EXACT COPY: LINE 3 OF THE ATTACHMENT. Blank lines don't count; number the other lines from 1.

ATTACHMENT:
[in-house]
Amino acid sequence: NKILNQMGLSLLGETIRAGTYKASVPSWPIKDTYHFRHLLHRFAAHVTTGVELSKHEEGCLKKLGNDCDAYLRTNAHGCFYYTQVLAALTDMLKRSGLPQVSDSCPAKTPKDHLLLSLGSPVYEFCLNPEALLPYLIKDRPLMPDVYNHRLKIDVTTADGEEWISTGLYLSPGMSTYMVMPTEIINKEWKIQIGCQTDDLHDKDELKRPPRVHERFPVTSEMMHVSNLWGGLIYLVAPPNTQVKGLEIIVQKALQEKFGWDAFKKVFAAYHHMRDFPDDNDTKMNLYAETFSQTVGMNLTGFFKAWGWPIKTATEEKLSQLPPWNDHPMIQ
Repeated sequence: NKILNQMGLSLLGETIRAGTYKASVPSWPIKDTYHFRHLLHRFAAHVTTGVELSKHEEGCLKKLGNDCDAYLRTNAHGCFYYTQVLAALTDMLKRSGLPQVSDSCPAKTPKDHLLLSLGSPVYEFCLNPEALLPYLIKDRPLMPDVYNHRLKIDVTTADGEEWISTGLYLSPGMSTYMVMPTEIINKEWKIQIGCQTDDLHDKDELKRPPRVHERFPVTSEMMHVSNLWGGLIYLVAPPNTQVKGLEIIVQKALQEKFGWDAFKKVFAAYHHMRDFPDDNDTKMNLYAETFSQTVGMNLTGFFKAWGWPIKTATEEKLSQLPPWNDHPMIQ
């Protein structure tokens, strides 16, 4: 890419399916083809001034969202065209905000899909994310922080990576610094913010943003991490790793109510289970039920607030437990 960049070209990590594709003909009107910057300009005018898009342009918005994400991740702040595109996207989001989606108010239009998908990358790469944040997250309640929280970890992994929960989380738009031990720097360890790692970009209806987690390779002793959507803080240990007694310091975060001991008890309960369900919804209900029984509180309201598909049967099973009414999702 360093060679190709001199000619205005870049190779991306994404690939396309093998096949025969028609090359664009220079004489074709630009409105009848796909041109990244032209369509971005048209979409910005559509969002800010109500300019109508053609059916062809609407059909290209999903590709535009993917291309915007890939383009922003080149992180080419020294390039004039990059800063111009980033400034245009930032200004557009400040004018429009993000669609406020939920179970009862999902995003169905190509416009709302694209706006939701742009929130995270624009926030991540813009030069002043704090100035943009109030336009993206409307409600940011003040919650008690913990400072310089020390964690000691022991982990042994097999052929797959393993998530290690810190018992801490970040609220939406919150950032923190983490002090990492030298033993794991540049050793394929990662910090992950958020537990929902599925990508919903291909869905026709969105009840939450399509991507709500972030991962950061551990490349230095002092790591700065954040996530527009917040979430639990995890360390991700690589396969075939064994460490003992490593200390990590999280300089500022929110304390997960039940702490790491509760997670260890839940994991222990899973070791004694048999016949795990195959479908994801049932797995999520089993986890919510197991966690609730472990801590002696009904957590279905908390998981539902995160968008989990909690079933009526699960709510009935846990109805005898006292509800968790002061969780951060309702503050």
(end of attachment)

Repeated sequence: NKILNQMGLSLLGETIRAGTYKASVPSWPIKDTYHFRHLLHRFAAHVTTGVELSKHEEGCLKKLGNDCDAYLRTNAHGCFYYTQVLAALTDMLKRSGLPQVSDSCPAKTPKDHLLLSLGSPVYEFCLNPEALLPYLIKDRPLMPDVYNHRLKIDVTTADGEEWISTGLYLSPGMSTYMVMPTEIINKEWKIQIGCQTDDLHDKDELKRPPRVHERFPVTSEMMHVSNLWGGLIYLVAPPNTQVKGLEIIVQKALQEKFGWDAFKKVFAAYHHMRDFPDDNDTKMNLYAETFSQTVGMNLTGFFKAWGWPIKTATEEKLSQLPPWNDHPMIQ